The objects of bioscience and biotechnology are apparently organic compounds. Thus, this lecture systematically and comprehensively describes fundamental topics necessary for the use of or the research on organic compounds, including the knowledge and theory on their nomenclature, nature, analysis, reactions, synthesis, and utility. The contents consist of the IUPAC nomenclature, the electronic states and bonding of molecules, three-dimensional structures of molecules, the instrumental analysis of molecular structures (NMR, IR, Ms), reactions of each functional group, the carbon-carbon bond formation and organic synthesis, and utility of natural and artificial organic compounds, which will be lectured according to the textbook, with the theoretical background and relationship between the topics being mentioned.
At the outset, this course allows the student to firmly learn the general knowledge and theory common to individual topics, such as the nomenclature of compounds, electronic states and bonding of molecules and their nature and structures owing to the former, and the electronic theory of organic chemistry essential to the description of reaction mechanisms. At the next stage, the students will proceed to study reactions unique to each functional group and the instrumental analysis of molecular structures, which are not only memorized but also well interpreted by them on the basis of the above general notion. While reviewing the previous two steps, the students are requested to increase their ability to understand the application of the fundamental topics, for example, the synthesis of organic compounds and utility of natural and artificial compounds. As a whole, this lecture will provide students basic knowledge and theory of organic chemistry and, at the same time, its covering area of utility of organic compounds.
Organic Chemistry II (alcohols, alkenes) aims to guide students in the world of biomolecules by getting them to learn the synthetic methods, properties, and reaction mechanisms of alcohols and ethers, which contain C, H, and O atoms, three out of four essential atoms in proteins, nucleic acids, and oligosaccharides. The course will also cover alkenes, C=C, a ubiquitous functional group in biomolecules. Understanding of alkenes is significant, because they are exploited as intermediates to useful materials. Two important instrument-based measurements, nuclear magnetic resonance spectra (NMR) and infrared spectra (IR), are also covered.
By the end of this course, students will be able to:
1. Understand that the O-H bond of alcohols tends to dissociate into an O anion and proton.
2. Recognize that the oxidation of alcohols gives aldehydes.
3. Learn how alcohols are synthesizable by the addition reactions of organometallic reagents, such as Grignard reagents, with carbonyl compounds, and by the addition reactions with alkenes.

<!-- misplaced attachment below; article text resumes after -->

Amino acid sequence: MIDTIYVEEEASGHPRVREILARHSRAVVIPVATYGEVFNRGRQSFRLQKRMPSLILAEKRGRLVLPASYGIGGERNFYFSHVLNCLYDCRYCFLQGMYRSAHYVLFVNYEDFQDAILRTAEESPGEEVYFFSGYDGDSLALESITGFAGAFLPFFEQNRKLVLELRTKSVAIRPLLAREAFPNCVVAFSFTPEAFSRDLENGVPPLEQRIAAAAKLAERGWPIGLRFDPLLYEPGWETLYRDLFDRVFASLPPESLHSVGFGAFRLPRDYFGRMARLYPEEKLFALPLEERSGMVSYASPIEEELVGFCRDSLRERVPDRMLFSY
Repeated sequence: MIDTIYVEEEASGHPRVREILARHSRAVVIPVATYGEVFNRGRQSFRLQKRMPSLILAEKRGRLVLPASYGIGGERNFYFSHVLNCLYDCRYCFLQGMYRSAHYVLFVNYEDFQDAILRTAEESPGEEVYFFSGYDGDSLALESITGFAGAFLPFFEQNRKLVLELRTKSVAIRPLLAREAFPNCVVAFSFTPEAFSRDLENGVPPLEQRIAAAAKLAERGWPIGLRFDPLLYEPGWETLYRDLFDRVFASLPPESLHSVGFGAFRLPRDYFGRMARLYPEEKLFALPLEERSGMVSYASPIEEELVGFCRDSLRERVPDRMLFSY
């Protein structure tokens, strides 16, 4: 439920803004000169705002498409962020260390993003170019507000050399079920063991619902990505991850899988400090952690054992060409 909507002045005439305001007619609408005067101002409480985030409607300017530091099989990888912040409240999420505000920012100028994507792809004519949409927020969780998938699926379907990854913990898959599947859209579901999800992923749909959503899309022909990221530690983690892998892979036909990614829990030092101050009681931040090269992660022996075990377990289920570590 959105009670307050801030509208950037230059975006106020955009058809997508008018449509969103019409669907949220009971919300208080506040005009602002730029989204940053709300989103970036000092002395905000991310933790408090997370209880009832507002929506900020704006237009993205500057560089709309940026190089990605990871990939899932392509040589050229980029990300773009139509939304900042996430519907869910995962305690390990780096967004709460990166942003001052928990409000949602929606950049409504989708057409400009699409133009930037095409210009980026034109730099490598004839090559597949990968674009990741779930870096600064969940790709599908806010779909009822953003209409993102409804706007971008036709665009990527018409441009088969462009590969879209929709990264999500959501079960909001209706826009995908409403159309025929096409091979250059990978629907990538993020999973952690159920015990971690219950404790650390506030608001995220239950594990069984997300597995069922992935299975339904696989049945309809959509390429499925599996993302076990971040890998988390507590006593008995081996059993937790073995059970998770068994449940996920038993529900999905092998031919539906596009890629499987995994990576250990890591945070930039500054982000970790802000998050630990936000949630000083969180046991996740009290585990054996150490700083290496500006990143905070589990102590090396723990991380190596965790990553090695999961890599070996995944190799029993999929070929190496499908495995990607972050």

4. Learn how alcohols are derivatizable into haloalkanes, esters, and ethers.
5. Learn how alcohols, ethers, and carbonyl coupounds can be synthesized by the addition reactions with alkenes.
6. Learn how these synthetic compounds are identified by using NMR, IR, and mass spectra.
alcohol, ether, alkene, NMR, IR, mass spectra
|Intercultural skills||Communication skills||Specialist skills||Critical thinking skills||Practical and/or problem-solving skills|
The lecture is to be done in order according to the textbook. (Thus, students are encouraged to familiarize the expected pages of the textbook in advance to the class and to review them after the class.) Students are given concise exercise problems for the last 10 minutes of each class, and their solutions and remarks will be explained at the beginning of the next class.
|Course schedule||Required learning|
|Class 1||Properties of alcohols||Nomencrature, structure, and physical properties of alcohols|
|Class 2||Synthesis of alcohols||Nucleophilic substitution reaction, reduction of aldehyde|
|Class 3||Grignard reaction||Organnometallics, synthetic strategy|
|Class 4||Reaction of alcohols||Reaction with acid and base, rearrangement reaction, esters, haloalkanes|
|Class 5||Synthesis of ethers||Nomencrature, structure, and physical properties of ehters, Williamson ether synthesis|
|Class 6||Reaction of ethers||Oxacyclopropane (epoxide)|
|Class 7||Proton NMR||Mechanisms of nuclear magnetic resonance|
|Class 8||Chemical shift and spin splitting||Analysis of molecular structure|
|Class 9||Carbon-13 NMR and its application||Correlation spectroscopy|
|Class 10||Structure of alkenes||Nomencrature, structure, and physical properties of alkenes|
|Class 11||IR spectroscopy||Bond vibrations|
|Class 12||Mas spectroscopy||Measurement of molecular weight, fragmentation, Degree of unsaturation|
|Class 13||Reaction of alkenes 1||pi bonds, hydrogenation, halogenation, oxymercuration|
|Class 14||Reaction of alkenes 2||Hydroboration, diazomentane, carbenes, epoxidation|
|Class 15||Reaction of alkenes 3||Osmium tetroxide, ozonolysis, radical reactions|
Organic Chemistry - Structure and Function, 6th ed., K. P. C. Vollhardt and N, E. Schore, W. H. Freeman and Co., New York, 2011; The Japanese translation, 6th ed., Kagakudojin, Kyoto, 2011. (Japanese)
Study Guide and Solutions - Manual for Organic Chemistry, 6th ed., N, E. Schore, W. H.
Students will be assessed on the concise exercise problems in each class (30%) and the final exam (70%).
As there is no duplication of the contents from Organic Chemistry I (alkanes and haloalkanes) to IV (carbonyl compounds and amines), the systematic study in this order will maximize its efficiency. Therefore, students are advised to enroll all of them in serial order. After completion of these courses, more advanced lectures, Bioorganic Chemistry and Pharmaceutical Chemistry, are available. Thus, students can proceed to the higher level of organic chemistry by taking one or both of them, dependent on their interest.